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Aug 02, 2011

A Broader Look at Sports-Related Sudden Death

Adults participating in recreational sports at greatest risk for sudden cardiac death.

Sports-related sudden death has become a major concern over recent years, particularly among competitive athletes. With the long hours that professional athletes put in, they can be at increased risk for sudden cardiac death as they run their bodies down, especially if they have other cardiovascular risk factors. But what about the average adult? Does risk for sports-related sudden death increase even with participation in recreational sports?

A recent study published in Circulation reported that risk for sports-related sudden death may be greater than initially anticipated in the general population. Researchers at the Paris Cardiovascular Center in France found that among subjects 10 to 75 years old participating in either competitive or recreational sports, there were about 4.6 cases of sudden cardiac death per million per year. However, 94% of all sudden cardiac death events occurred in middle-aged adults around 46 years old participating in recreational activities, 95% of whom were men. Although most cases were witnessed, CPR was only performed on one-third of cases, which can increase likelihood of survival by nearly four times.

What does this mean for recreational athletes? Sudden cardiac death from recreational sports participation may actually be more common than suspected. To help reduce risk for sudden cardiac death, athletes should talk with their doctor before participating in sports. They should also reduce and control any cardiovascular risk factors they may have, such as high blood pressure and high cholesterol, and maintain a healthy weight and diet. Furthermore, the importance of performing CPR on those suffering sudden cardiac arrest should be impressed upon the general population, as it can help greatly improve likelihood of survival.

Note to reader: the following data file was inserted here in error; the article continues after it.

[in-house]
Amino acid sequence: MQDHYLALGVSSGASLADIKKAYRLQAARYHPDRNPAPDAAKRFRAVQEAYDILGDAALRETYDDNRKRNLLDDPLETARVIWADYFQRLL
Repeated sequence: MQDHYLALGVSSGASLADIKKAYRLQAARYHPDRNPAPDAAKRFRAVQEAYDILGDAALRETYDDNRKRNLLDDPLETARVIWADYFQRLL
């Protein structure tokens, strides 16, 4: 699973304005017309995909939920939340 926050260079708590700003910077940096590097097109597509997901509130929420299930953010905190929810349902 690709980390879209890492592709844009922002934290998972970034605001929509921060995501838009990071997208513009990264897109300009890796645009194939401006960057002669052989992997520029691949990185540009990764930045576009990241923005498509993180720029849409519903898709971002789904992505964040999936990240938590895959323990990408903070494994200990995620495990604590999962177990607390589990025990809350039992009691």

Questions for You to Consider

  • What is sudden cardiac death?

  • Sudden cardiac death can result from sudden cardiac arrest, when the heart suddenly and unexpectedly stops beating. Sudden cardiac arrest must be immediately addressed with CPR and medical attention to improve chances of survival.
  • Who is most at risk for sudden cardiac death?

  • Men are 2-3 times more likely to have sudden cardiac arrest than women. Risk also increases with age, particularly in those with heart disease or other cardiovascular conditions, such as an arrhythmia or heart failure. It is important to address any cardiovascular risk factors or conditions to reduce risk for sudden cardiac arrest and death.